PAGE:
First-grade teacher Jennifer Haile has been teaching for three years, but she is already a trendsetter among teachers.

Last summer, Haile registered for a website geared toward public school teachers, DonorsChoose.org, in order to apply to receive extra educational materials for her classroom.

Donors around the world viewed Haile’s application and project proposal and chose her Frazier classroom to receive equipment.

She received headphones for a listening center and two sets of math games. And since then six other teachers have registered and received materials.

“(Teaching is not a job to me, its what I love doing,” Haile said. “I wake up thrilled to go to work.”

Eric J. Shelton | The Natchez Democrat — West Primary’s Annie Barnes, top left, prepares to read a book to Jada Duck, from left, Christina Godbald and Brandon Thomas Friday afternoon at West Primary in Natchez.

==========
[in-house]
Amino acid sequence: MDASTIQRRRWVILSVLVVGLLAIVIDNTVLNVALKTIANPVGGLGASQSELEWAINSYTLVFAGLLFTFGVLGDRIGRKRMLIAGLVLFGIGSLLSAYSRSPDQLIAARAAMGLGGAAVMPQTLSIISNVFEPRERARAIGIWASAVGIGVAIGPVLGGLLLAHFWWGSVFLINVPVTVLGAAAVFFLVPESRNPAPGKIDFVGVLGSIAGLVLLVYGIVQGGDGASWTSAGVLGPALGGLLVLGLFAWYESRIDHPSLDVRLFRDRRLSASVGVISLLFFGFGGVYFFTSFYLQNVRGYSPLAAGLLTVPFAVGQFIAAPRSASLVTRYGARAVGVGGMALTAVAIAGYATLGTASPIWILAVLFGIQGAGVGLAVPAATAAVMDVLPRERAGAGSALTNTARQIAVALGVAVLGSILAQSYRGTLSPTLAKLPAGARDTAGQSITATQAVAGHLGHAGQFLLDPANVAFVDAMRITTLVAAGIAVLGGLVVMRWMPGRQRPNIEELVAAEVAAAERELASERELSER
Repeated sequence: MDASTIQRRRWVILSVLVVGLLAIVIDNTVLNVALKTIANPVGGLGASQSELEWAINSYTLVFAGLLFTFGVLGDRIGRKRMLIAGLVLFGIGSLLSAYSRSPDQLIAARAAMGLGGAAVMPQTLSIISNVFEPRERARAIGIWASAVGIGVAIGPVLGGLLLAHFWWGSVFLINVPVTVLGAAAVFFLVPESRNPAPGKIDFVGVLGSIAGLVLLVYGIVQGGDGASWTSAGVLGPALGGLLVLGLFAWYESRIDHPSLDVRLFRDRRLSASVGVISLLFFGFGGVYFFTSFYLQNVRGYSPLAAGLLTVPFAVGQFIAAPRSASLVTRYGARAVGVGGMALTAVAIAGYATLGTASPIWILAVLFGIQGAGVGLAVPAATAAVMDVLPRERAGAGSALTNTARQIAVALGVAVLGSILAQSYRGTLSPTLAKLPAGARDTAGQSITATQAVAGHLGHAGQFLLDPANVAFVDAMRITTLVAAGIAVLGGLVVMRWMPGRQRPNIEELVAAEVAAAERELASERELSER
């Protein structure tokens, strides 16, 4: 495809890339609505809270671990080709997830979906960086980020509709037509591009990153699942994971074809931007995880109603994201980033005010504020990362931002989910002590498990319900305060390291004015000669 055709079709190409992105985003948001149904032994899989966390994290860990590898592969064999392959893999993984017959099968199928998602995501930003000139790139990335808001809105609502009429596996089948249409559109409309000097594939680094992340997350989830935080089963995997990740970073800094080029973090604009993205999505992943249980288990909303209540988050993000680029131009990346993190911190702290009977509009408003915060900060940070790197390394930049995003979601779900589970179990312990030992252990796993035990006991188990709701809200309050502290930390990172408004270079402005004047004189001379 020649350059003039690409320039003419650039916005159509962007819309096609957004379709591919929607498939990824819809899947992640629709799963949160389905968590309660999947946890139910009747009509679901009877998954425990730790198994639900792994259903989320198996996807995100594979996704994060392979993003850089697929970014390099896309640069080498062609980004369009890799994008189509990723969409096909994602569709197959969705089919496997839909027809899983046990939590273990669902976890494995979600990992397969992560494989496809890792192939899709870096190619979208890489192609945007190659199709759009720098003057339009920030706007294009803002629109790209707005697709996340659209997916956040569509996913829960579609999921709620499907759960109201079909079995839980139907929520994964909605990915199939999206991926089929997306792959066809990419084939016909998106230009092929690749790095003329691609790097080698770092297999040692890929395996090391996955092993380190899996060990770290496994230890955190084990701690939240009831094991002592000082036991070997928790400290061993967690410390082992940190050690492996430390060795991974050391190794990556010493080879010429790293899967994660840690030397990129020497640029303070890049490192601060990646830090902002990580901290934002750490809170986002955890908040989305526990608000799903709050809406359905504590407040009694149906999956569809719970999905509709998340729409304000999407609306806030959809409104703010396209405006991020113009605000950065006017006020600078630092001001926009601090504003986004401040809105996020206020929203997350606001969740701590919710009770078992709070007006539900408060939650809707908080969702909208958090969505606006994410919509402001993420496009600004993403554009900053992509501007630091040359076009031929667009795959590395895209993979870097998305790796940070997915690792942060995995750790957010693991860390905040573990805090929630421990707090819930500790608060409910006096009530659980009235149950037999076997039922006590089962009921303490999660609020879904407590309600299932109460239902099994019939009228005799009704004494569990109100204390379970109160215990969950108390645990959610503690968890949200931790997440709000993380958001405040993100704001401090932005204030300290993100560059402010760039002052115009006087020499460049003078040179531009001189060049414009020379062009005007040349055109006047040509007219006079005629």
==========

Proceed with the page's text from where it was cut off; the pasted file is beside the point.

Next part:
Annie Barnes  — West Primary School

Annie Barnes has been an educator for 32 years, and she currently works as in staff development and as a reading coach at West Primary.

Barnes said she loves educating primary school students because of their capacity to learn at an early age.

“They’re like little sponges,” Barnes said.

She spends much of her time researching emerging studies of early childhood education and helping teachers apply what she learns.

“I can see effect of staff development, “ Barnes said.

“I feel like I am helping the teachers and they are helping the children.”